Therefore, the rod is trapped between the boot and blade of each skate and enclosed on both ends by the opposed two vertical members.


DESCRIPTION OF INVENTION


FIGS. 1 and 2 show an overall view of the present invention, an in-line skate carrier device 10 comprised of a continuous molded body.  The body is made up of a handle 12 that is formed at the top of the device.  FIG. 2 shows an upper tab 14 and
a lower tab 16 projecting outwardly from either side of handle 12 to form a pair of opposed flexible tabs.  The tabs are shaped with thin long flexible section walls that have sufficient stiffness as to provide a clamping force between the upper and
lower tabs when an object is forced between them causing the tabs to deflect.  The tab walls protrude from the sidewall of the handle on an angle such that the upper and lower tabs diverge toward each other as they extend from the side of handle 12. 
They continue along this constant angle for approximately 1.25 inches and then their angle changes such that the further extension of the tab wall is perpendicular to the sidewalls of handle 12.  A solid plastic rectangular shape puck stop 32 also
projects outwardly from the same side of handle 12 as the upper and lower tabs; it is vertically centered between them and horizontally offset to one side of the area between the upper and lower tabs.  On the opposite side of handle 12 an upper channel
hook 18 and a lower channel hook 20 both extend outward to form a pair of opposed flexible channels.  The upper and lower channels are shaped to have thin long sections that are flexible and end in a hook shaped geometry.


The bottom of handle 12 ends by connecting to the center of a horizontal member 34 that extends outwardly perpendicular and beyond the side walls of handle 12 on each side an equal distance.  The horizontal member has a T shaped cross-section to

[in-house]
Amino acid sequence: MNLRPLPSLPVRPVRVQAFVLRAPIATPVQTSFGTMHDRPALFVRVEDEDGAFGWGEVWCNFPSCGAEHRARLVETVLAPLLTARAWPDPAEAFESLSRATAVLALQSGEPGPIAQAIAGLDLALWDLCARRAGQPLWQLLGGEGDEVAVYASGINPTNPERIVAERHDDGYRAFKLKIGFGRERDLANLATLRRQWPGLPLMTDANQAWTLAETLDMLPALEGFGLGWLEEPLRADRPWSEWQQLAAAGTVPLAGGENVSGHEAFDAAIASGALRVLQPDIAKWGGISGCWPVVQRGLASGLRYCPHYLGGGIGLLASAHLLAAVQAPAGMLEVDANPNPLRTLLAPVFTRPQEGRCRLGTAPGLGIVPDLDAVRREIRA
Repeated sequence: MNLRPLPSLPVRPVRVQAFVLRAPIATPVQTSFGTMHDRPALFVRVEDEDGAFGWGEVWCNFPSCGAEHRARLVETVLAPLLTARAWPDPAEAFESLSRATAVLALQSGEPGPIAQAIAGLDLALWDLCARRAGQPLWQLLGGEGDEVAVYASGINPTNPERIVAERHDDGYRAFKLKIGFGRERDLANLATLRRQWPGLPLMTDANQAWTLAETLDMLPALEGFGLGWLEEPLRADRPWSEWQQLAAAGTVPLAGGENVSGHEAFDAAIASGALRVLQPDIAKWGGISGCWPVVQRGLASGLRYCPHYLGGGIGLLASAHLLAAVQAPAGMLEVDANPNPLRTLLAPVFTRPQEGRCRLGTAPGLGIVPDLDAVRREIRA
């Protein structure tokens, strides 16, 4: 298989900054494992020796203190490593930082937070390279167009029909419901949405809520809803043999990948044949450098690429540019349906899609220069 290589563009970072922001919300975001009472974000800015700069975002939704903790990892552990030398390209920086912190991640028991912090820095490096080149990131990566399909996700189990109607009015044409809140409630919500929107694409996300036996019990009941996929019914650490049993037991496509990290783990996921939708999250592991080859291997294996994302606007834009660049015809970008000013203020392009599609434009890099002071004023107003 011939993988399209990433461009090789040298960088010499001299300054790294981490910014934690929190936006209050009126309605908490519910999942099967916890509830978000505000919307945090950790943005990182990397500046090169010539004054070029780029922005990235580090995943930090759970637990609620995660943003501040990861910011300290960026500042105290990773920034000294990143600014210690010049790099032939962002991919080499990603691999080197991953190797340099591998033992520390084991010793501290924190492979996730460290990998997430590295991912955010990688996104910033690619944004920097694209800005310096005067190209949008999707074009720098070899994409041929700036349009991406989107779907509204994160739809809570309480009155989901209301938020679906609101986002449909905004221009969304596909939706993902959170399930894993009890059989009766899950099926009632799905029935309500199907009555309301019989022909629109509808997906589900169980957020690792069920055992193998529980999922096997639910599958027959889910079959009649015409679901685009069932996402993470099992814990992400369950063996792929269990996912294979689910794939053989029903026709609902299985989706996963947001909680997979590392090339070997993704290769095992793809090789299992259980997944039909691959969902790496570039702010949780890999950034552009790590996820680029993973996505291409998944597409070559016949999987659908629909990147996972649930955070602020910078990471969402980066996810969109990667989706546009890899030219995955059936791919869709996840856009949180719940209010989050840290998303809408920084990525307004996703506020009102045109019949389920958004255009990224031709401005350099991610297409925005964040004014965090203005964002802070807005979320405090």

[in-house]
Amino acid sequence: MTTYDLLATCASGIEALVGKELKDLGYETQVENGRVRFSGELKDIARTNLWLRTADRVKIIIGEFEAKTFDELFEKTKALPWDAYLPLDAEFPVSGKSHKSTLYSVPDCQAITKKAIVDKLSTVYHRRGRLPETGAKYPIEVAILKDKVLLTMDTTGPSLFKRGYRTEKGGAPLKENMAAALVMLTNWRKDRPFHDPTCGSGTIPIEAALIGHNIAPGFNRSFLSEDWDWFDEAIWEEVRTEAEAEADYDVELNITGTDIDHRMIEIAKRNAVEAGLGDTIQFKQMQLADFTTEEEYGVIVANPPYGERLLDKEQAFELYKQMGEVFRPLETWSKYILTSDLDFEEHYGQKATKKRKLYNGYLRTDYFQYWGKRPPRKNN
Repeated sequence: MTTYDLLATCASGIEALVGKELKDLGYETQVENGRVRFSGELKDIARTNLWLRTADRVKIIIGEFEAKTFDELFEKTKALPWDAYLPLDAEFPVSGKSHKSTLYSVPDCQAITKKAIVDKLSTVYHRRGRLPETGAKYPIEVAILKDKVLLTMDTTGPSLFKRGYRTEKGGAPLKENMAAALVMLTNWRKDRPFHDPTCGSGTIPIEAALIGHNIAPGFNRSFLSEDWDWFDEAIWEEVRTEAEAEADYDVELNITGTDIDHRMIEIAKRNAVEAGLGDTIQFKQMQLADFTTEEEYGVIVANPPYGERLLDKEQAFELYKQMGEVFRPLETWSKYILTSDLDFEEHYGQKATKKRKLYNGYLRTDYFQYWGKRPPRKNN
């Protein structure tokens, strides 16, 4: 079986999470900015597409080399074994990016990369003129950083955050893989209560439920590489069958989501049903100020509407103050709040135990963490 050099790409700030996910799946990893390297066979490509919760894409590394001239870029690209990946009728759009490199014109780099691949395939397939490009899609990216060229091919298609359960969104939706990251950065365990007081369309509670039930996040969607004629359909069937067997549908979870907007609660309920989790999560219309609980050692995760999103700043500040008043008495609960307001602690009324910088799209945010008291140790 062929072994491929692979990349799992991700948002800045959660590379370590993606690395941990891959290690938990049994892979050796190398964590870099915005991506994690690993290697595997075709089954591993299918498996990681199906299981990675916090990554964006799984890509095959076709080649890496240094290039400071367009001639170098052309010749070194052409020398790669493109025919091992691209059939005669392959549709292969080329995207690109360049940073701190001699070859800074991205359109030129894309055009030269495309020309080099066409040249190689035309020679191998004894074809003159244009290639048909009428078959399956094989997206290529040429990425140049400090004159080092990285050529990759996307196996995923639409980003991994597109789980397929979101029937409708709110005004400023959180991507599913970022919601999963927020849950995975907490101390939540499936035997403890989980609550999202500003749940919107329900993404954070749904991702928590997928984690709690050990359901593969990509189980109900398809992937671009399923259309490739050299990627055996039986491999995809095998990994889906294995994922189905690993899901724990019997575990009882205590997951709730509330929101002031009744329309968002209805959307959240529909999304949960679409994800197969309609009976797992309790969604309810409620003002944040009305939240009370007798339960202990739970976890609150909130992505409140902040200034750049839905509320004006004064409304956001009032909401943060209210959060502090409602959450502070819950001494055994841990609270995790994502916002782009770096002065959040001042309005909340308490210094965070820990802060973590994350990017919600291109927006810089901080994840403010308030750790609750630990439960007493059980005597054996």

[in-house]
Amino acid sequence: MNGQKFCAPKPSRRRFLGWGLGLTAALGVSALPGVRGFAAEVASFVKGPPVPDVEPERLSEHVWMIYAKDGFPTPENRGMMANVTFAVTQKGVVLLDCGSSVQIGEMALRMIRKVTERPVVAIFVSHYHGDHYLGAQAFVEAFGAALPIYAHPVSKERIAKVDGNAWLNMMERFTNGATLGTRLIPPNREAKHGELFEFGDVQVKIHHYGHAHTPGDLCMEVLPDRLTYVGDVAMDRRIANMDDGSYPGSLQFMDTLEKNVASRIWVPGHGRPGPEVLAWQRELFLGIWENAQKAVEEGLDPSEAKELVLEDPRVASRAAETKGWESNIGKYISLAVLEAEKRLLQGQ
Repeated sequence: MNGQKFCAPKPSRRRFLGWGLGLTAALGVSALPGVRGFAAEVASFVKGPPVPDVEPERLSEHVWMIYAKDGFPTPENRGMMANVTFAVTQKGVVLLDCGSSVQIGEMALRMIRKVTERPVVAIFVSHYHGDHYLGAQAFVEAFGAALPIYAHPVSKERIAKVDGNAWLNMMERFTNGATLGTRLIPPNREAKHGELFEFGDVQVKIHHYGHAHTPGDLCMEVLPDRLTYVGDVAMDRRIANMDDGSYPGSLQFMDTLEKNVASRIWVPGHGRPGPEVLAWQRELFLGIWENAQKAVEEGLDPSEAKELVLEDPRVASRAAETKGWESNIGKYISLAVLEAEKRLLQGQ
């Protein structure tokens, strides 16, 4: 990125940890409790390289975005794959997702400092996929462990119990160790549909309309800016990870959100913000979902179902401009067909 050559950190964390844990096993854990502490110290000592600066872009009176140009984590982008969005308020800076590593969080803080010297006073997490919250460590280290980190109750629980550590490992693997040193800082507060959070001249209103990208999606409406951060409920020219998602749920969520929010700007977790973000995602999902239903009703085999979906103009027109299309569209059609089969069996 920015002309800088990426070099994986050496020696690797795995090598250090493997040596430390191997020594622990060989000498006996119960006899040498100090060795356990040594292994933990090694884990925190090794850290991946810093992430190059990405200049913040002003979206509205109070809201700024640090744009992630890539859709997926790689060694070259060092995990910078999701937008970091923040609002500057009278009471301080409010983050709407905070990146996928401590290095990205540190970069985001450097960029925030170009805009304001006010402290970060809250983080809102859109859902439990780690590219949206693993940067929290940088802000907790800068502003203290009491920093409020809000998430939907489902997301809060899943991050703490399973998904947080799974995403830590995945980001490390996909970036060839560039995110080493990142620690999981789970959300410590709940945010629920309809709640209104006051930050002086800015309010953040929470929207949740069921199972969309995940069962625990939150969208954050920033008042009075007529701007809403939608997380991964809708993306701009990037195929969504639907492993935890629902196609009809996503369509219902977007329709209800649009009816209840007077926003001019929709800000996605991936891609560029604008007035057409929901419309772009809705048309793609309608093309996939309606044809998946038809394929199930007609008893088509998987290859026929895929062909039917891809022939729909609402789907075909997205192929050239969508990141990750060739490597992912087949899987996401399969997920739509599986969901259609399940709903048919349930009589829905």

provide enhanced mechanical stiffness and prevent the ends of this member from bending down when a pair of skates 42, 44 are being carried on a rod 26.  All of these components are integrally attached to form skate carrier 10, made of a suitable plastic
material with sufficient mechanical properties.


FIG. 1 shows a left vertical member 22 extending downwardly from one end of horizontal member 34 and a right vertical member 24 extending downwardly from the opposite end of the horizontal member.  The left vertical member has a living hinge 36
near the intersection of horizontal member 34 and left vertical member 22.  The living hinge consists of a well-known geometry; it is created in the plastic of the inside and outside walls of the left vertical member which allows left vertical member 22
to pivot about the center of hinge 36.  Rod 26 extends outwardly from either side of vertical member 22 and extends in the direction of vertical member 24.  A rod end 38 that extends for a short length at the end of rod 26 has a larger diameter than that
of rod 26.  A right snap 28 and a left snap 30 are both connected to the end of right vertical member 24.  Right snap 28 has an inner surface that has a radius cut out, which forms a right pocket 48 that is sized to match the diameter of rod 26.  Left
snap 30 also has an identical radius cut out, which forms a left pocket 50 that is also sized to match the diameter of rod 26.  The right and left pockets 48 and 50 are opposed to each other and laterally offset as shown.  All of these components are
integrally attached to form skate carrier 10, molded in one piece and made of a suitable plastic material with sufficient mechanical properties.